[Advaita-l] Waking and Dream States - II
michael at shepherd87.fsnet.co.uk
Wed Apr 1 04:59:59 CDT 2009
Sri Sadanandaji, pranams --
Thank you again. This is a 'small' matter; but one that raises questions in
It is clear that we are only dealing with a situation where there appears to
be little consciousness available -- no chidaabhaasa -- yet a 'by-product'
which remains for a short time in awareness. What is watched, passively
(though some allege they can be trained to 'participate' in the dream), is
constructed from memories, which by definition are in chitta -- leftovers
from the feast !
Given this, and the situation which you have pointed out, that any
'analysis' takes place in a different state of being, I revert to my
original question : may we learn anything from our dreams? Or is their
playing-out, itself a psychotherapy which we may happily leave to itself, as
a film playing to an empty cinema...
As I say -- this is small matter in regard to Brahman and maya; but the
question persists... a strange phenomenon !
From: advaita-l-bounces at lists.advaita-vedanta.org
[mailto:advaita-l-bounces at lists.advaita-vedanta.org]On Behalf Of
Sent: 01 April 2009 02:13
To: A discussion group for Advaita Vedanta
Subject: Re: [Advaita-l] Waking and Dream States - II
Michaelji - PraNAms
Here is my understanding.
Waker is bahiH prajnaH - It is the consciousness 'that I am' identified with
local entity (I am avoiding use of the BMI) that becomes conscious of the
external objects as Shree Pranipataji pointed out. Since the external
objects are perceived through the senses and since senses function and
bringing the information about the objects when several other factors such
as external light etc are all favorable. Since starting objects and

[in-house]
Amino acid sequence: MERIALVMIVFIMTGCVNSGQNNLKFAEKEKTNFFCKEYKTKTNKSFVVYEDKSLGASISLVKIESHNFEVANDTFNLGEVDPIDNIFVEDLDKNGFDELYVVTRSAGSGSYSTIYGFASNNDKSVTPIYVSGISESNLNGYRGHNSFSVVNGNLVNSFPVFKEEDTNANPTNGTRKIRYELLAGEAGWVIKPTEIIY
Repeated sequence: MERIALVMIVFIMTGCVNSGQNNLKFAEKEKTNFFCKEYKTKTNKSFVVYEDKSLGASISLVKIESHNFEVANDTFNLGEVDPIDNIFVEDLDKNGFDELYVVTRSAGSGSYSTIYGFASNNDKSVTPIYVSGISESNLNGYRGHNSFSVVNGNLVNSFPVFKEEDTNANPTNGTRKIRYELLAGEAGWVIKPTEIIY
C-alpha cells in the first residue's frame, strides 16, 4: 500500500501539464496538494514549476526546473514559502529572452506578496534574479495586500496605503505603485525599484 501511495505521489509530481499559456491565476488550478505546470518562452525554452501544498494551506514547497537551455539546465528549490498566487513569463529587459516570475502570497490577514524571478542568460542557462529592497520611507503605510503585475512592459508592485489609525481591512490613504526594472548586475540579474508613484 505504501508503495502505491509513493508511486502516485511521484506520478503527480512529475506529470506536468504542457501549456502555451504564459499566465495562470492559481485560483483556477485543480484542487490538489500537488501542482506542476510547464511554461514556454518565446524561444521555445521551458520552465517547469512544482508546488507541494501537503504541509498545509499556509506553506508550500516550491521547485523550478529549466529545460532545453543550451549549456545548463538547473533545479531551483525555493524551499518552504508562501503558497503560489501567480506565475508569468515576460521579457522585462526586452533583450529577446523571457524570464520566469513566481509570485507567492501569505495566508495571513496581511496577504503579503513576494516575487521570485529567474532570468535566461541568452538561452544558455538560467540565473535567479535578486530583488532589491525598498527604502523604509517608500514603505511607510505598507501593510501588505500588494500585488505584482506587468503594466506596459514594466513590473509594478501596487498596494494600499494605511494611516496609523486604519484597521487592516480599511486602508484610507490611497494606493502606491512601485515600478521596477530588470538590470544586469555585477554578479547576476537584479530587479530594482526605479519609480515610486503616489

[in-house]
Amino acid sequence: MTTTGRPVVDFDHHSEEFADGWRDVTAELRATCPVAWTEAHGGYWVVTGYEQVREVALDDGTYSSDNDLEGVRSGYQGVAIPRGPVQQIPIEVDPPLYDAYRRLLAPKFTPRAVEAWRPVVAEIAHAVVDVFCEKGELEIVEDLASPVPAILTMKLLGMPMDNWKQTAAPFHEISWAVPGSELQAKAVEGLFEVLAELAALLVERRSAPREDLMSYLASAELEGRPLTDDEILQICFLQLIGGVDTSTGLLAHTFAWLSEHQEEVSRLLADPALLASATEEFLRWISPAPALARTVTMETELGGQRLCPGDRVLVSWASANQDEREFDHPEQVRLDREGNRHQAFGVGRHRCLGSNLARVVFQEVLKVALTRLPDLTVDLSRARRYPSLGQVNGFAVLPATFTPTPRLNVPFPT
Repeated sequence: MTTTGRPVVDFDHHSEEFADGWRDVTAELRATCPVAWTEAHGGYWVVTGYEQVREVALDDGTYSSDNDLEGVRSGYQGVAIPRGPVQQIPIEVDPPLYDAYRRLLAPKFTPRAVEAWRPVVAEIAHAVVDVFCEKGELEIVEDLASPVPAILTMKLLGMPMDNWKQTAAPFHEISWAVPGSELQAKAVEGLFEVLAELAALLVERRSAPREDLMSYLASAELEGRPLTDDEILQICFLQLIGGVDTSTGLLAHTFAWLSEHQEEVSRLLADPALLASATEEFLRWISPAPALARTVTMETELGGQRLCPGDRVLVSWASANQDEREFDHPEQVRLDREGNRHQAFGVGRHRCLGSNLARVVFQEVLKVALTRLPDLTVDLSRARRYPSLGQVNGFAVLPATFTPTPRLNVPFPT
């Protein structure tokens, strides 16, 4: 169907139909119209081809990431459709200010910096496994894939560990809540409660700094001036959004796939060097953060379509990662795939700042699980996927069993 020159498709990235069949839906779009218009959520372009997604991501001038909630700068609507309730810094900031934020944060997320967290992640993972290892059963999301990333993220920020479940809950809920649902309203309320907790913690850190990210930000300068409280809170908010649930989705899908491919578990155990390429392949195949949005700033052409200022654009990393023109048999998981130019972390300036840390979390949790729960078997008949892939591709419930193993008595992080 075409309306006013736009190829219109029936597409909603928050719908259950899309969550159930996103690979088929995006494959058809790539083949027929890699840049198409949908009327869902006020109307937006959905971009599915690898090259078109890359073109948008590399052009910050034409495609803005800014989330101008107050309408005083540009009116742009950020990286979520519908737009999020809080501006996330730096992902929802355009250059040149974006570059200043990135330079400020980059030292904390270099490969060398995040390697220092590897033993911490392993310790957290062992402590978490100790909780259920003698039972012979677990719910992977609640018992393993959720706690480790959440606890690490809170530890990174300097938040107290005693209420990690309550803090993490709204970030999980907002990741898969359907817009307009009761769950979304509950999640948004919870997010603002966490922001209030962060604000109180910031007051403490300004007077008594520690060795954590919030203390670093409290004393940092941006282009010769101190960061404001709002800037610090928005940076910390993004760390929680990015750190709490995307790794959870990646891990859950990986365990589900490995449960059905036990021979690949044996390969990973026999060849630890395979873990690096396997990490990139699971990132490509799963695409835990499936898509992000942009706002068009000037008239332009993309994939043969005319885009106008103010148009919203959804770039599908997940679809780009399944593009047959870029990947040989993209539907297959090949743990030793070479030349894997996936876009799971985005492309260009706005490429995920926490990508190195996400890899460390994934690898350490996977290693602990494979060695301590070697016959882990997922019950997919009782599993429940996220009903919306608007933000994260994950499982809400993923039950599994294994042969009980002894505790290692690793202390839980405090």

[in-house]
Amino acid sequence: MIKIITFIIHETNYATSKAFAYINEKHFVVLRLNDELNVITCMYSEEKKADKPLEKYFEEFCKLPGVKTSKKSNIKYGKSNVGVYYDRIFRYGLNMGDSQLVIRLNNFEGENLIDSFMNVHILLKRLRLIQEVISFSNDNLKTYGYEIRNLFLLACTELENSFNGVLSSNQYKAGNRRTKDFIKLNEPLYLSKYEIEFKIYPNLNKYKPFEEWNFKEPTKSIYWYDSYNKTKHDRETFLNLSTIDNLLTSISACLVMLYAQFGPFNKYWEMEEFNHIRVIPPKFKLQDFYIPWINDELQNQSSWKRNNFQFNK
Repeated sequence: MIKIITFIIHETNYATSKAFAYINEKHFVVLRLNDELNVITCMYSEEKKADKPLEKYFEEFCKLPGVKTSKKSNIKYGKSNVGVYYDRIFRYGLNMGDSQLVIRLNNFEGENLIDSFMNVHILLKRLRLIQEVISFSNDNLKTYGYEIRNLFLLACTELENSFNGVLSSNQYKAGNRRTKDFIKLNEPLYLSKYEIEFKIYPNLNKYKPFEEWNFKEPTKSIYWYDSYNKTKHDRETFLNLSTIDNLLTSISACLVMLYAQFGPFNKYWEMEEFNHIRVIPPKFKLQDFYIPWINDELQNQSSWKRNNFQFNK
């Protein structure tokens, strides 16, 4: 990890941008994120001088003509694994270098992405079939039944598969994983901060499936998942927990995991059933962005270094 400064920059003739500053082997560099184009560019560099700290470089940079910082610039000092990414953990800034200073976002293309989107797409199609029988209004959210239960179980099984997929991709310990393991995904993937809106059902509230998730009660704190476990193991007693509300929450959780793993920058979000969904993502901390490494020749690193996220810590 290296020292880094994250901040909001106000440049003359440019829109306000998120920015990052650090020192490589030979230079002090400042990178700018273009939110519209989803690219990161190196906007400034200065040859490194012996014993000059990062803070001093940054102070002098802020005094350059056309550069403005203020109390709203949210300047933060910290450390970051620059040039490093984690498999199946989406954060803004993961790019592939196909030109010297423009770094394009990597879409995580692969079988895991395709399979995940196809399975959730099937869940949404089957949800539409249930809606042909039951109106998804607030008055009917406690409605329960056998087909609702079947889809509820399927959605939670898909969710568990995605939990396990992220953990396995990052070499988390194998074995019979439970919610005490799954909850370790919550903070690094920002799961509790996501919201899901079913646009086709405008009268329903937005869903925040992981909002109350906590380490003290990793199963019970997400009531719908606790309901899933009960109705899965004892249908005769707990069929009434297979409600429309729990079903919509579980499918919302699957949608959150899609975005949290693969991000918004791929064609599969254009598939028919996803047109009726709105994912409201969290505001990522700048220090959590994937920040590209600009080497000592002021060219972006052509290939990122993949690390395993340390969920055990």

perception of the objects along with external conducive environments - it
is rightly termed as bahiH prajnaH - obviously with reference to the wakers
mind that perceives the external world.
In contrast, the dreamer is creating the dream world in his own mind only -
Now looking at the dream world we can say consciousness identified with the
dream subject in the dream is conscious of the all the objects not by any
external light but light as though from his own consciousness. Hence
scripture is calling as taijasa. Here it is the internal to the mind, with
reference to the waker's mind. However looking at the mind of the tiny
subject in the dream, it is external. The tiny dream subject may need an
external light to study a text and he will see it is all dark when all the
lights are turned off -All that can be in the dream. Even those lights that
are needed for a dream subject is also created by the waker's mind only. In
Mantra 4, the discussion is done from the point of the waking mind. But when
the next statement of the Upanishad that defines the antaH prajnaH with
nineteen gateways and saptaangaH - we are defining with reference to the
guy inside the dream. The reference points should be clear.
Not to complicate further, but for as a thought exercise, if that tiny
subject in the dream goes to sleep (in the dream) and dreams in his sleep we
have a second order dream and gets up from his sleep and attends ManDukya
Up. class studying the mantras 3 and 4 in the dream, he will understand that
he is a waker and when he went to that (second order) dream, he created
himself as a sub-tiny guy; and the perceptions will be inside while as a
waker in the dream the perceptions are outside. These illustrate that from
what reference these discussions are made have to important. It is the
consciousness that I am, identifying with each subject in turn.
As pranipataji pointed - it is the consciousness, the self, that is
identifying with each entity in each reference. However, without the point
of reference, there is no bahiH or antaH.
Hope this is clear.
--- On Tue, 3/31/09, Michael Shepherd <michael at shepherd87.fsnet.co.uk>
From: Michael Shepherd <michael at shepherd87.fsnet.co.uk>
I had forgotten that the term taijasa covers the limited consciousness and
concept of this 'dream self'. And I confess to the urge to explain the world
in terms of my waking dream !
I guess that it's not unreasonable to question the Lord -- 'Lord, why did
You give the jiva three states of consciousness, even four ?' in the hope
that the Lord may answer in His own way... :)
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